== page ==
Lighthouse & Coastal vegetation of Torndirrup National Park

Lighthouse & Coastal vegetation of Torndirrup National Park

Cable Beach

Cable Beach is accessible by a staircase that descends from the carpark onto the rocky boulders which continue for at least twice as long as the stairs down onto the beach. The coastline here is magnificent with multi-coloured brush reaching right down to the sea, white sand and turquoise blue water.

The staircase down to Cable Beach

Jimmy Newell’s Harbour

This tranquil little bay is not far from The Gap and Natural Bridge. The lookout here provides a breathtaking view of the harbour and Great Southern Ocean. Turquoise waters in the bay contrast beautifully to the green heathlands and boulders surrounding the harbour.

Jimmy Newell’s Harbour

Salmon Holes

Salmon Holes, aptly named after the salmon that come to rest in the bays, is an excellent fishing beach in season. You can view this gorgeous beach from the lookout, watch the salmon fisherman and see giant waves crash over the rocky headlands.

Tremendous Torndirrup National Park

Fisherman angling for salmon at Salmon Holes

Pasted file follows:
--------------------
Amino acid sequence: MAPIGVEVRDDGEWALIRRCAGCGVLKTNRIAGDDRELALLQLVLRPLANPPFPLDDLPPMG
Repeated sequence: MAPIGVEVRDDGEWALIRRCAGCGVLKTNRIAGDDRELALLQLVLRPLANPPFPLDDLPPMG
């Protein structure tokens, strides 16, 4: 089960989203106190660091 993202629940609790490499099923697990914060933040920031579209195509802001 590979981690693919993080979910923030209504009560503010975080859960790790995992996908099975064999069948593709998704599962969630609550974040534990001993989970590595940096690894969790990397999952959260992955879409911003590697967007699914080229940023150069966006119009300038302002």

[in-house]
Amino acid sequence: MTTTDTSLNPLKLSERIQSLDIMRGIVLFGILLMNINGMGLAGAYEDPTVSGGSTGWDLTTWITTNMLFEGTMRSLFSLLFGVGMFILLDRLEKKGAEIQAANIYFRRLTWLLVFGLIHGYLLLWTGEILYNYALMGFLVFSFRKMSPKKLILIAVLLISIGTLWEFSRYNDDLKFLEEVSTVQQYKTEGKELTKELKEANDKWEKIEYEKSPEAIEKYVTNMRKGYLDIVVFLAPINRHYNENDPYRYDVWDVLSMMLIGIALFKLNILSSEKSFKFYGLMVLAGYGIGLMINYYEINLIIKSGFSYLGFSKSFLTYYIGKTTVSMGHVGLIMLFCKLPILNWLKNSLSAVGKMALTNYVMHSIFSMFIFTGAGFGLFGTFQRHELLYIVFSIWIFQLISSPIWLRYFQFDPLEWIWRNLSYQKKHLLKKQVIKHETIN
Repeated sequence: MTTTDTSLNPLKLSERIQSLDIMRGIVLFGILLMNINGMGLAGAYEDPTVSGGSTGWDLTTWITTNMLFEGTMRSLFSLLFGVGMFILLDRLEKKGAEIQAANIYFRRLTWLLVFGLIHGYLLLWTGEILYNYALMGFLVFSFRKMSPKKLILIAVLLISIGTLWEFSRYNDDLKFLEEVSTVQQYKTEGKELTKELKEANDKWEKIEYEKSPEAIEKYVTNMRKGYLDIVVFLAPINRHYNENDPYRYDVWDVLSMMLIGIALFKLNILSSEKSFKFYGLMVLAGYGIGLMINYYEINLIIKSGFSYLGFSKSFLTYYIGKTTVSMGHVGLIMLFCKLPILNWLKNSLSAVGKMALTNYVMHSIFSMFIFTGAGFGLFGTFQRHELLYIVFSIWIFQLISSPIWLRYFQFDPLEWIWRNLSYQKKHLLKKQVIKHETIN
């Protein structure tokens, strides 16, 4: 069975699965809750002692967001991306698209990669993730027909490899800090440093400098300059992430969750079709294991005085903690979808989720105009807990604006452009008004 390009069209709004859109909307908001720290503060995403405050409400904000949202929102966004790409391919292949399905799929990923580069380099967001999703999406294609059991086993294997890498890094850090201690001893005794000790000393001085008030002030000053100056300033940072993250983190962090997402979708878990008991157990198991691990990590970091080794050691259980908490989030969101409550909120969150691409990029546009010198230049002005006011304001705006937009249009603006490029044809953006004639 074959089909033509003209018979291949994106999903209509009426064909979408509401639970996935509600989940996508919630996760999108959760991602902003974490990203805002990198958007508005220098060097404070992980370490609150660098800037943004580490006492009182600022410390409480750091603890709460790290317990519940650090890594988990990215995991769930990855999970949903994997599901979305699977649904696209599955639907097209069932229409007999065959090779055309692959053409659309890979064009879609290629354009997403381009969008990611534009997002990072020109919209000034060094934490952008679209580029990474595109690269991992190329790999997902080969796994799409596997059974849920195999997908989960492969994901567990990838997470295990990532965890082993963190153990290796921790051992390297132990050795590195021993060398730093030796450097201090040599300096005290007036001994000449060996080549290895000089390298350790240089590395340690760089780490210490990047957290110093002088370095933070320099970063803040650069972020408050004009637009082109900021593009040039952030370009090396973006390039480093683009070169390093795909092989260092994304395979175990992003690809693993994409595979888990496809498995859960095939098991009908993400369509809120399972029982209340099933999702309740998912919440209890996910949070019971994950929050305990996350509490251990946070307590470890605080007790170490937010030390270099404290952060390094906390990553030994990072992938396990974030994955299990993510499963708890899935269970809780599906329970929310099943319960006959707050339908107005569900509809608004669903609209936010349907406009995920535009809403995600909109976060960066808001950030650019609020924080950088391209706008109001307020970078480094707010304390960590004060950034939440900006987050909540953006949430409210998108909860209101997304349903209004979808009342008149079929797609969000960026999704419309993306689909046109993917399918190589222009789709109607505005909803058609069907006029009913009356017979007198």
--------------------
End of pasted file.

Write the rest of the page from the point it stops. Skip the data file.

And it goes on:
Misery Beach

Not the greatest name for a beach, but we stumbled across this very secluded beach that is north-facing and offers some shelter in most weather conditions. It was not at all miserable as you can see from the photo!

Torndirrup National Park

The not so miserable – Misery Beach

Torndirrup National Park Hikes

There are two reasonably challenging hikes in the Park that takes you completely off the beaten track over granite boulders, dense shrubbery and coastal heathland.

  • Peak Hike 4.3 km return walk to the peninsula’s southernmost peak can be reached via a rugged path that is steep in sections. Some rock scrambling is required to reach the summit.
The Peak, Torndirrup National Park

Stony Hill, Torndirrup National Park

  • Bald Head Hike is 12.5 kms return, a challenging walk, with outstanding views, that leads over Isthmus Hill to Flinders Peninsula and on to Limestone Head and Bald Head. Terrain is steep and difficult in sections.
Tremendouse Torndirrup National Park

Breathtaking Views out to Bald Head

Once you have spent your day exploring this magnificent peninsula you will want to head back for a well-earned rest. It is without a doubt one of the most ruggedly beautiful national parks I discovered on our travels. From every aspect and every angle there is a view to simply die for!

Linking up with Travel Photo Thursday